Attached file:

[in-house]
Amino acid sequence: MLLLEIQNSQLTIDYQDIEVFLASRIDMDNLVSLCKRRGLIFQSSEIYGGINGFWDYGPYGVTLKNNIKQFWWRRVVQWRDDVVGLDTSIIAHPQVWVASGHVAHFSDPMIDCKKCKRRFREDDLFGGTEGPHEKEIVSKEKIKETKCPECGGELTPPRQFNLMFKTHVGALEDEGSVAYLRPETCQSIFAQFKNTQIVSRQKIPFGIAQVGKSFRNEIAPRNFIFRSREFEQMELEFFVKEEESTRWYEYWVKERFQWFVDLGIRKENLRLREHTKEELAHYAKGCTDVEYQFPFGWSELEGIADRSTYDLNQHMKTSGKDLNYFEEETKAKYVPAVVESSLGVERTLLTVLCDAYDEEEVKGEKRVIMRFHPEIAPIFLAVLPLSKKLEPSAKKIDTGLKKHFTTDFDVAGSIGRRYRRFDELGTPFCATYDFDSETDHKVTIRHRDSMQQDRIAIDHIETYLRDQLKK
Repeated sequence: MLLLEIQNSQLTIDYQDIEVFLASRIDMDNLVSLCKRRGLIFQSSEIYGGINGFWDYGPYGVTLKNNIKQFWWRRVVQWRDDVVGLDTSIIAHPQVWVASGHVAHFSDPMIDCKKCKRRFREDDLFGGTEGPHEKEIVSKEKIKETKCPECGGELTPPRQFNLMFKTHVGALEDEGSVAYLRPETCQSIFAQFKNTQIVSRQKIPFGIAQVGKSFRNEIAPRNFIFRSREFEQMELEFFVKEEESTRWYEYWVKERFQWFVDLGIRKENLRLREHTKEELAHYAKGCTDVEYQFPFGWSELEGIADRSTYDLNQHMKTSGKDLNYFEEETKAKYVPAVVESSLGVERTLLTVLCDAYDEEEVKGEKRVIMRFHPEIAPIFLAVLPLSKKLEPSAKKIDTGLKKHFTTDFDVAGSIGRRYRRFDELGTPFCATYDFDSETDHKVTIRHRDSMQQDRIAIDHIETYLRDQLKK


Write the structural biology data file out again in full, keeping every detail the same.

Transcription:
[in-house]
Amino acid sequence: MLLLEIQNSQLTIDYQDIEVFLASRIDMDNLVSLCKRRGLIFQSSEIYGGINGFWDYGPYGVTLKNNIKQFWWRRVVQWRDDVVGLDTSIIAHPQVWVASGHVAHFSDPMIDCKKCKRRFREDDLFGGTEGPHEKEIVSKEKIKETKCPECGGELTPPRQFNLMFKTHVGALEDEGSVAYLRPETCQSIFAQFKNTQIVSRQKIPFGIAQVGKSFRNEIAPRNFIFRSREFEQMELEFFVKEEESTRWYEYWVKERFQWFVDLGIRKENLRLREHTKEELAHYAKGCTDVEYQFPFGWSELEGIADRSTYDLNQHMKTSGKDLNYFEEETKAKYVPAVVESSLGVERTLLTVLCDAYDEEEVKGEKRVIMRFHPEIAPIFLAVLPLSKKLEPSAKKIDTGLKKHFTTDFDVAGSIGRRYRRFDELGTPFCATYDFDSETDHKVTIRHRDSMQQDRIAIDHIETYLRDQLKK
Repeated sequence: MLLLEIQNSQLTIDYQDIEVFLASRIDMDNLVSLCKRRGLIFQSSEIYGGINGFWDYGPYGVTLKNNIKQFWWRRVVQWRDDVVGLDTSIIAHPQVWVASGHVAHFSDPMIDCKKCKRRFREDDLFGGTEGPHEKEIVSKEKIKETKCPECGGELTPPRQFNLMFKTHVGALEDEGSVAYLRPETCQSIFAQFKNTQIVSRQKIPFGIAQVGKSFRNEIAPRNFIFRSREFEQMELEFFVKEEESTRWYEYWVKERFQWFVDLGIRKENLRLREHTKEELAHYAKGCTDVEYQFPFGWSELEGIADRSTYDLNQHMKTSGKDLNYFEEETKAKYVPAVVESSLGVERTLLTVLCDAYDEEEVKGEKRVIMRFHPEIAPIFLAVLPLSKKLEPSAKKIDTGLKKHFTTDFDVAGSIGRRYRRFDELGTPFCATYDFDSETDHKVTIRHRDSMQQDRIAIDHIETYLRDQLKK